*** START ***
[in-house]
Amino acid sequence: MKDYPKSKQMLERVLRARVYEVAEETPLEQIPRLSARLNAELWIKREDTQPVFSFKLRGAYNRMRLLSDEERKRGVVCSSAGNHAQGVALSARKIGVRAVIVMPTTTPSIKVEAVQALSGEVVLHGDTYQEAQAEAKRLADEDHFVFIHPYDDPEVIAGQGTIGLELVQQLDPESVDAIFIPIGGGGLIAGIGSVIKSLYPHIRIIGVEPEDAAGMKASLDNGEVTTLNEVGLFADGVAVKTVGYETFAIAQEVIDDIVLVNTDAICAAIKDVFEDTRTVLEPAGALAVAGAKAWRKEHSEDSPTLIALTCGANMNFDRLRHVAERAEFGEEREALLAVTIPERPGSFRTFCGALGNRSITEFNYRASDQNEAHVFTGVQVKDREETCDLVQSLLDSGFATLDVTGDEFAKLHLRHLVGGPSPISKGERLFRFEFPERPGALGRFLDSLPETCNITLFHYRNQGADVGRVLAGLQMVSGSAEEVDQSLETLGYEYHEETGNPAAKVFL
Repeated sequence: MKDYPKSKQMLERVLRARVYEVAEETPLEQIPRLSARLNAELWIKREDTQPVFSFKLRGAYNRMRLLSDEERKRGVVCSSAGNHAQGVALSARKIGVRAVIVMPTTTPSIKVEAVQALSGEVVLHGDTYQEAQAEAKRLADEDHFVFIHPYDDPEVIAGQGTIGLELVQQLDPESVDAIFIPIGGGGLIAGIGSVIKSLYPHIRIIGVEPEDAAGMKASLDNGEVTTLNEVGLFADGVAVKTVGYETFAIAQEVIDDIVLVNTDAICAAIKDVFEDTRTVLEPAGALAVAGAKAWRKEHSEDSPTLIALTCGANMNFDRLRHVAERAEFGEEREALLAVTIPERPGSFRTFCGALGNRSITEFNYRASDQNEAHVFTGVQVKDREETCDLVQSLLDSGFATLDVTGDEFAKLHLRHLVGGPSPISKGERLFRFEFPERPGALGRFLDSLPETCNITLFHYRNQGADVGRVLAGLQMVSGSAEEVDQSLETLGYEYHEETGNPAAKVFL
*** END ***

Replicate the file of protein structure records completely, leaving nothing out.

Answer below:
[in-house]
Amino acid sequence: MKDYPKSKQMLERVLRARVYEVAEETPLEQIPRLSARLNAELWIKREDTQPVFSFKLRGAYNRMRLLSDEERKRGVVCSSAGNHAQGVALSARKIGVRAVIVMPTTTPSIKVEAVQALSGEVVLHGDTYQEAQAEAKRLADEDHFVFIHPYDDPEVIAGQGTIGLELVQQLDPESVDAIFIPIGGGGLIAGIGSVIKSLYPHIRIIGVEPEDAAGMKASLDNGEVTTLNEVGLFADGVAVKTVGYETFAIAQEVIDDIVLVNTDAICAAIKDVFEDTRTVLEPAGALAVAGAKAWRKEHSEDSPTLIALTCGANMNFDRLRHVAERAEFGEEREALLAVTIPERPGSFRTFCGALGNRSITEFNYRASDQNEAHVFTGVQVKDREETCDLVQSLLDSGFATLDVTGDEFAKLHLRHLVGGPSPISKGERLFRFEFPERPGALGRFLDSLPETCNITLFHYRNQGADVGRVLAGLQMVSGSAEEVDQSLETLGYEYHEETGNPAAKVFL
Repeated sequence: MKDYPKSKQMLERVLRARVYEVAEETPLEQIPRLSARLNAELWIKREDTQPVFSFKLRGAYNRMRLLSDEERKRGVVCSSAGNHAQGVALSARKIGVRAVIVMPTTTPSIKVEAVQALSGEVVLHGDTYQEAQAEAKRLADEDHFVFIHPYDDPEVIAGQGTIGLELVQQLDPESVDAIFIPIGGGGLIAGIGSVIKSLYPHIRIIGVEPEDAAGMKASLDNGEVTTLNEVGLFADGVAVKTVGYETFAIAQEVIDDIVLVNTDAICAAIKDVFEDTRTVLEPAGALAVAGAKAWRKEHSEDSPTLIALTCGANMNFDRLRHVAERAEFGEEREALLAVTIPERPGSFRTFCGALGNRSITEFNYRASDQNEAHVFTGVQVKDREETCDLVQSLLDSGFATLDVTGDEFAKLHLRHLVGGPSPISKGERLFRFEFPERPGALGRFLDSLPETCNITLFHYRNQGADVGRVLAGLQMVSGSAEEVDQSLETLGYEYHEETGNPAAKVFL